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  • Writer's pictureDr. Anne YJ Hsu

Who am I?

Updated: Jan 26, 2021

Hello! My name is Anne YJ Hsu, Ph.D., I am a bilingual, licensed psychologist in Taiwan and the state of Colorado. I relocated to Denver, Colorado in June of 2019 where it feels uncannily like home. Prior to landing here, I lived in Utah county, Salt Lake county, and the Bay area, each place in this nation gifted me with friendship, learning, as well as diverse spiritual and cultural encounters. My Bay area chapter was one of a personal sabbatical; I detached myself from my previous workaholic life in Asia, to fully immerse in my doctoral studies in existential- humanistic psychology. In Utah, I grew as a therapist in my APA predoctoral clinical training. In public mental health, the work is centered on persistent and severely mentally ill clients. I later transitioned to a private group practice in my postdoc, focusing on autism evaluations and working with individuals on their human conditions, many of which focused on their cultural, spiritual and or religious transitions. Now I call Colorado home because this is a land that always hugged me. I am also supported by wonderful friends that feel like family, in both my personal life as well as professional life. I am deeply blessed.


What feels like a life time ago from now, I was based in my birth land, Taipei city, for little over a decade. I spent my twenties there, obtaining my masters of science degree in clinical psychology from National Taiwan University, while running a training and consulting company. The company later evolved into a psychological clinic when I became licensed as a clinical psychologist there. This clinic by the way, is still serving the community! When I was active in that clinic, I worked mostly with ex-pats, and among other clinical issues, I focused on the concept of home. I enjoyed my work as a clinician both in the clinic as well as in the at the National Taiwan University counseling center working with mostly international students. In the public sector, in community health centers and universities I enjoyed giving workshops, and lectures. I was also granted a wealth of opportunities in the corporate consulting world in Asia, coaching mid management and execs on personality issues and communication styles, as well as providing psycho-education and EAP. Overall, in that phase of my life, I reflected on what it meant to be culturally not-at-home; I learned to travel alone for professional and personal work to near and far foreign lands, where I journaled, practiced yoga, ate beautiful food and fell in love with the world through the lens of solitude. My biggest blessings in my twenties had to be the regrets, heart breaks, and disappointments; as they led me to encounter mindfulness and Vipassana. Funny that just when I thought I found my spiritual footing, I stumbled yet again, this time on Existentialism. Ultimately, my curiosity guided me to my next chapter in life, leaving the world I had built in Asia behind, in order to further pursue my intellectual appetite. When seeking to learn more about existential psychology, all signs pointed to Saybrook university, where I obtained my doctoral degree in clinical psychology.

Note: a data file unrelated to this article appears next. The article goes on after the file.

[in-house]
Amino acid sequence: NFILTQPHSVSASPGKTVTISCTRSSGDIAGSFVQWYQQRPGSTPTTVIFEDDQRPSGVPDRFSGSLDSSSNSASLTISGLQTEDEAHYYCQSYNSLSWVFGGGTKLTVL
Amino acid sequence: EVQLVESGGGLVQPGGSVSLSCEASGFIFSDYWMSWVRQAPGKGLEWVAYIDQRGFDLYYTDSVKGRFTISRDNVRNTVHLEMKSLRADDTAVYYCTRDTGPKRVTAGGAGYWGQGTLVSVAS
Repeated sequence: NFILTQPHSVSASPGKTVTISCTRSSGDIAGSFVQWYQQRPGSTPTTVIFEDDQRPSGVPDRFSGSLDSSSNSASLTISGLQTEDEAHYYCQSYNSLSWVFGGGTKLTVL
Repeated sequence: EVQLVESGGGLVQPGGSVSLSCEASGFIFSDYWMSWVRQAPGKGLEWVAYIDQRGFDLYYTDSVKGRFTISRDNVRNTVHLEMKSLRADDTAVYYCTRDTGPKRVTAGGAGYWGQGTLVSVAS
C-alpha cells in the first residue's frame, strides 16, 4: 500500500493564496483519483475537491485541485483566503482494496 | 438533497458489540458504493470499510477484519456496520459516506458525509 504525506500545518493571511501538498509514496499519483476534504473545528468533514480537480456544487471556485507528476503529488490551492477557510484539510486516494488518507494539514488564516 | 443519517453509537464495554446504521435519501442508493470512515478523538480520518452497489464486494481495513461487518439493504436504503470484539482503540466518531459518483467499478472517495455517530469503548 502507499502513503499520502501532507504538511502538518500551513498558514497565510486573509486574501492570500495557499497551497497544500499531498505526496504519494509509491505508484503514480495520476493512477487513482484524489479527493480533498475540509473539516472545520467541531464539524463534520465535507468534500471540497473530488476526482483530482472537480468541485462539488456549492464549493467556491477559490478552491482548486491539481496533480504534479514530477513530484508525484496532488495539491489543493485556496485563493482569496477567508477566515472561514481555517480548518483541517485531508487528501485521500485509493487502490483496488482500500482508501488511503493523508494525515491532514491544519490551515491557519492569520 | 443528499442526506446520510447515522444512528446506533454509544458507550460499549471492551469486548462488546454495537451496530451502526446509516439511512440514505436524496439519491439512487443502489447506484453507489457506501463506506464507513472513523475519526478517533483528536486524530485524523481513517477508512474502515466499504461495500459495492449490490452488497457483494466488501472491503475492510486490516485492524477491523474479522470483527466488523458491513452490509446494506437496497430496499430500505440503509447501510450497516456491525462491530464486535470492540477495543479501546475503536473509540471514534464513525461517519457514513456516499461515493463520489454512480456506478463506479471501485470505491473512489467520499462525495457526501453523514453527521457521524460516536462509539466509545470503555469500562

When you meet me, you may not know where to place my nationality; after all, I was born an immigrant and have since lived with that status in several countries. This status is conducive to awareness of one's identity politics and sets me up for an attitude of "ah... that's interesting!" But home was Canada for me at one point. It now feels so close yet so far, a common feeling for people who have left what they called home for way too long. I will always be grateful to that land though, it was the land where the passion for psychology was planted. My bachelor degree from Simon Fraser University taught me more than psychology as a liberal art. It also gifted me a fondness for critical thinking, which completes The 5th agreement.


I don't know what identity means to you, or what constitutes home in your heart. I know I've felt more like a tourist on neighborhood streets where I was "supposed" to blend. Yet I have felt more at home as a stranger in an no-name ashram. I know that who I am is situated on so many paths, and blended by a plethora of ingredients. In terms of societal roles, I am a daughter to the most free spirited and courageous parents, a spouse to someone who makes me feel more free in a marriage than I ever imagined marriage could be, a sister to my one loving brother. Children are important to me, I am blessed to be an aunt to my nephews and nieces, a step-grandma to two little dumplings. What keeps me most challenged and fulfilled is my role of being a new mother. In terms of cultural identity, when in the East, people look to me and see the Wes;, when in the West, the opposite takes place. I am in between, an amphibious being or sorts. In terms of intellectual lineage, I am grounded in liberal arts, cultivated in sciences, but seemingly a full circle, I am immersing myself in Existential East and West thoughts. In terms of spiritual practice, I am a girl of faith, a yogini, a poet. My religion is this life.


I am at home, now. This means I am comfortable in the discomforts that come with my becoming, being as the pilgrim I am, on this journey, this precious human life. If you so willing, I would be pleased to accompany you on your journey too.




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